First Visit: October 18, 2007
CHL Arena: 32
OHL Arena: 25
The Niagara Region has a long and storied history with junior hockey. Niagara-based teams won the Memorial Cup in 1954, 1960, 1965 and 1968, and the area's teams produced such hockey talent as Marcel Dionne, Bobby Hull, Bernie Parent and Mike Gartner. In its day, the rivalry between the area's two major cities - St. Catharines and Niagara Falls - was one of the best in the sport. Yet that same rivalry would prove to be the region's undoing, too, since after 1977 when St. Catharines was deserted for the last time, no St. Catharines newspaper would cover a Niagara Falls team, and very few fans from the Garden City made the short trip to watch hockey in the Falls. And vice versa. This indirectly contributed to the last failure of the OHL in the region, as the Thunder refused to advertise to St. Catharines until their last, desperate season, and St. Catharines fans largely refused to attend games. But all that is in the past now. In 2007, for the first time in history, the two cities started working together under a common regional name, and the results created a solid foundation for a bright future for the OHL on the Nigara Peninsula.
Garden City Arena was built in 1938 in an residential neighbourhood in St. Catharines. It is a yellow, ancient-looking building that is actually two buildings in one - attached to the main arena is a smaller ice pad, the Rex Stimers Arena. There is also a large new front on the building, as the former rear of the arena has become the new front end. The new addition is blue and features lots of glass, and reminds a history-minded first-time visitor to the place of Prince Charles's famous declaration about the addition to the National Gallery in London: "What is [built] is like a monstrous carbuncle on the face of a much-loved and elegant friend". Still, the older Garden City Arena exterior has its charms.
Walking into what was the CHL's oldest building from 2008 to its closure on gameday was an experience that first hits you in the nostrils - it has that indescribable "hockey" smell. The main lobby is new and small, and ticket takers greet you at the foot of a staircase that leads upstairs towards the main arena. Once up on the balcony, you are greeted by a new team store, washrooms, concessions and 50-50 sellers. So far, you could be anywhere in the CHL built in the last twenty years.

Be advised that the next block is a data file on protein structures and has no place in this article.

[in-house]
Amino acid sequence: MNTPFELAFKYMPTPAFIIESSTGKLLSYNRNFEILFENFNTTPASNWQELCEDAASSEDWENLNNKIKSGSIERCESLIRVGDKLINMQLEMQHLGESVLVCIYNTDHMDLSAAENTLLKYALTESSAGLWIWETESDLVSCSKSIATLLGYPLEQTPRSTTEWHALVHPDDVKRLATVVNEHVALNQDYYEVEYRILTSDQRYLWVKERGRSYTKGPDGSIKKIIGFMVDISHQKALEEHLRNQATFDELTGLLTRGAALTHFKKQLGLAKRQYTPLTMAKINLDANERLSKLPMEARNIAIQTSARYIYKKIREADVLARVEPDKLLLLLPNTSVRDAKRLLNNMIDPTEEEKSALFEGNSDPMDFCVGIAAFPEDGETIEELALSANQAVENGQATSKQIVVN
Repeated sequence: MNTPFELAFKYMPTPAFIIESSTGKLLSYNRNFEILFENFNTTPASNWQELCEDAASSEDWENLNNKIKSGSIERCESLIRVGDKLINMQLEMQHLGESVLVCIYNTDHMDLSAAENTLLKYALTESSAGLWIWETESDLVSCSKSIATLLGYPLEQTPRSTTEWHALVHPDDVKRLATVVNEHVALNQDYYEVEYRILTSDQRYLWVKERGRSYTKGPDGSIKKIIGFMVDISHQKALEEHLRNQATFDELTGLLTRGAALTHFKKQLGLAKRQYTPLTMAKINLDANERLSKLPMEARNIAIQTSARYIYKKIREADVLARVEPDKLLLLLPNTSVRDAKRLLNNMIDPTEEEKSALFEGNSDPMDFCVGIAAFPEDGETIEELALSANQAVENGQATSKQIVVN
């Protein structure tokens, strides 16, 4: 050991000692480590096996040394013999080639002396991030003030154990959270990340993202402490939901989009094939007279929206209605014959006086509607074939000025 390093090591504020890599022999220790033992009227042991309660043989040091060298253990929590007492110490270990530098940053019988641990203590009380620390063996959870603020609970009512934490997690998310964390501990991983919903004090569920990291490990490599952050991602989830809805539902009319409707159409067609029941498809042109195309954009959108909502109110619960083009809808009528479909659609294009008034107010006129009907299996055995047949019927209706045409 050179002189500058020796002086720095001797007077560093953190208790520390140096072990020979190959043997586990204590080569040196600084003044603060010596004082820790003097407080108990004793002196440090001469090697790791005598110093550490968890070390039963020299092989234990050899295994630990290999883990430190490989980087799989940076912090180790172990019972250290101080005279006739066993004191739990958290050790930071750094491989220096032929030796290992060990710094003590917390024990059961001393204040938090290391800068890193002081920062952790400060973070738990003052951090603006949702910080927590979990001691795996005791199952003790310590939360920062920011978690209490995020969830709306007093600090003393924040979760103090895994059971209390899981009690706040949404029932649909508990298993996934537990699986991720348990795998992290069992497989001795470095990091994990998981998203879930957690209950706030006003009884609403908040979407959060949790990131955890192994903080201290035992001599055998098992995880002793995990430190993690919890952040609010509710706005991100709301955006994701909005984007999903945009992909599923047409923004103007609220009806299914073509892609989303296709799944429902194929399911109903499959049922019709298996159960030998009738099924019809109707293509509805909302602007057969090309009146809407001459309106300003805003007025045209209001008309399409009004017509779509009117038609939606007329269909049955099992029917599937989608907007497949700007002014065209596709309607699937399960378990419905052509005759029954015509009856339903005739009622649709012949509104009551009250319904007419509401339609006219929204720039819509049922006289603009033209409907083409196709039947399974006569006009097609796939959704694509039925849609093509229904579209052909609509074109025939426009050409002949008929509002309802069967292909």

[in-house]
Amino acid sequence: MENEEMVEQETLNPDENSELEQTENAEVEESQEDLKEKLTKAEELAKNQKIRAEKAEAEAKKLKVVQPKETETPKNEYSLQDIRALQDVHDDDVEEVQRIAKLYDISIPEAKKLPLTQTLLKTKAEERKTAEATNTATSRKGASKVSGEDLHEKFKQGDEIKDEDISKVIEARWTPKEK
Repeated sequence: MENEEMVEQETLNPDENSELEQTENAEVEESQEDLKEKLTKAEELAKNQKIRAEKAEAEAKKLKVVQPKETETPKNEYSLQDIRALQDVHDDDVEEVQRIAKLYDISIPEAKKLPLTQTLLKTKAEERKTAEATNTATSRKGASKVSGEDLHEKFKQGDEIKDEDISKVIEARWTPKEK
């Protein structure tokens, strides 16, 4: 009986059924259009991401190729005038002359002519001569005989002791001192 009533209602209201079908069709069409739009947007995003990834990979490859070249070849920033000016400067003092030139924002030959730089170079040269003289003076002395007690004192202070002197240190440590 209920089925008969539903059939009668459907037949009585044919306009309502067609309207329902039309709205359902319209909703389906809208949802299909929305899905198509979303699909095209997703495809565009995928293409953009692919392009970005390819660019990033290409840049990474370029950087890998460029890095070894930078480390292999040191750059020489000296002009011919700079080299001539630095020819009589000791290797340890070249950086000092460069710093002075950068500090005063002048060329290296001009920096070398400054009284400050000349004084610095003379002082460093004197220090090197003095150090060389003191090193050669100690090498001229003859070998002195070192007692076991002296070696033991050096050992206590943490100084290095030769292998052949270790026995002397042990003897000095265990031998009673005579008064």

That all changes once you enter the main arena bowl. There is, essentially, nothing in sight to let you know that it's no longer 1938, with the exception of a worn-out digital clock overlooking centre ice, and somewhat anachronistic video screens hanging in the corners. The walls are all covered in whitewash paint with painted-on section numbers extending around the building. Frosted, Bauhaus-style factory windows appear every so often on the outer concourse walls. Floors are a painted dark grey and have been worn smooth by decades of hockey fans trodding on them. A tiny press box gondola hangs overtop of the seats on one side of the building, and giant ventilation ducts somehow fit into the scene as well. The roof is wood and supported by an arched ceiling superstructure that is covered in bright silver paint. 3,000 seats surround the ice, all of which are original, wooden two-man benches, painted red on the sides and blue and green in the ends. A portrait of HM the Queen and Memorial Cup banners from 1954 and 1960 complete the scene perfectly.
The gameday experience at the Jack Gatecliff Arena was a good one overall, but with all of the hassles inherent with an older arena. Getting around was nearly impossible when the place was full (as it often was), with the one tiny concourse along the top of the rink being the only way to navigate. The seats are comfortable enough by wooden standards, but the 1938 fire code means that there are as many as forty seats between aisles; as a result, if you're near an end of an aisle you might have had to stand up to let people by many times a game. The last row in particular was and is terrible for seating - there is barely enough leg room up there for a child. Still, the IceDogs definitely got points for making the best of their old arena - the new team store was a nice addition, and there are new washrooms and concessions downstairs in the one end that are accessible to all. The sound system was about what you'd expect - old and getting older - but the gameday announcer was pretty good, with very little extemporaneous shouting or trying to make himself the centre of attention.
It was thirty years between Garden City Arena's two stints hosting the OHL. The league changed almost unrecognizably within those thirty years, and yet St. Catharines and Niagara Falls have took to the new team well, with large, passionate, and raucous crowds. When I attended my first game there in October 2007, the team had been on the ice less than a month, and yet there were jerseys and other team gear everywhere, as well as banners, and other good signs that the team is already making its mark on the community.
The atmosphere on gameday is terrific - when the OHL's smallest and most intimate arena was filled to capacity, the crowd was alive and vocal.
The Burke family only committed to an intitial five-year lease at the Jack Gatecliff Arena on the grounds that progress would be made towards a new arena by the end of the lease. It took until 2014 for the new building to open, but the IceDogs finally have a modern, permanent home, and Jack Gatecliff Arena is back to hosting community hockey. It was nice while it lasted, though - the fans on the peninsula got a team back, and any travelling fan who wanted to partake in the experience got to attend a game at one of the grand old barns of the CHL, unexpectedly alive and thriving for another few years.